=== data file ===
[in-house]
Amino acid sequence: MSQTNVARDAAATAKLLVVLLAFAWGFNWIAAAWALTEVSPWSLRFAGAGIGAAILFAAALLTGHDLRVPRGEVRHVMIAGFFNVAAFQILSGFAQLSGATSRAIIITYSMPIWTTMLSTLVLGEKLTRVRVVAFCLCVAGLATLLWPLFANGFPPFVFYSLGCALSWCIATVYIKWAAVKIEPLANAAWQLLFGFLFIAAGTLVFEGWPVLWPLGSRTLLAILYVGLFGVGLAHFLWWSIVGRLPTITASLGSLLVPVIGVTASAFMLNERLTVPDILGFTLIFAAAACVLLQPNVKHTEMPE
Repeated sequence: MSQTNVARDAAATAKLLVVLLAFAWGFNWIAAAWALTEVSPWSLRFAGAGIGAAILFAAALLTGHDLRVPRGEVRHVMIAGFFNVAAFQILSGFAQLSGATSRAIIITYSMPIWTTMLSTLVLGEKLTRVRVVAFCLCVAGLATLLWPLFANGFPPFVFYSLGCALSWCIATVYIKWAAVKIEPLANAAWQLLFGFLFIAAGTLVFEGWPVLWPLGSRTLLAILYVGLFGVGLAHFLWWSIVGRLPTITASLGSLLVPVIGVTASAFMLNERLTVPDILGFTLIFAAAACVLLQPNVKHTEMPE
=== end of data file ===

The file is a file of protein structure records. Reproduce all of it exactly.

[in-house]
Amino acid sequence: MSQTNVARDAAATAKLLVVLLAFAWGFNWIAAAWALTEVSPWSLRFAGAGIGAAILFAAALLTGHDLRVPRGEVRHVMIAGFFNVAAFQILSGFAQLSGATSRAIIITYSMPIWTTMLSTLVLGEKLTRVRVVAFCLCVAGLATLLWPLFANGFPPFVFYSLGCALSWCIATVYIKWAAVKIEPLANAAWQLLFGFLFIAAGTLVFEGWPVLWPLGSRTLLAILYVGLFGVGLAHFLWWSIVGRLPTITASLGSLLVPVIGVTASAFMLNERLTVPDILGFTLIFAAAACVLLQPNVKHTEMPE
Repeated sequence: MSQTNVARDAAATAKLLVVLLAFAWGFNWIAAAWALTEVSPWSLRFAGAGIGAAILFAAALLTGHDLRVPRGEVRHVMIAGFFNVAAFQILSGFAQLSGATSRAIIITYSMPIWTTMLSTLVLGEKLTRVRVVAFCLCVAGLATLLWPLFANGFPPFVFYSLGCALSWCIATVYIKWAAVKIEPLANAAWQLLFGFLFIAAGTLVFEGWPVLWPLGSRTLLAILYVGLFGVGLAHFLWWSIVGRLPTITASLGSLLVPVIGVTASAFMLNERLTVPDILGFTLIFAAAACVLLQPNVKHTEMPE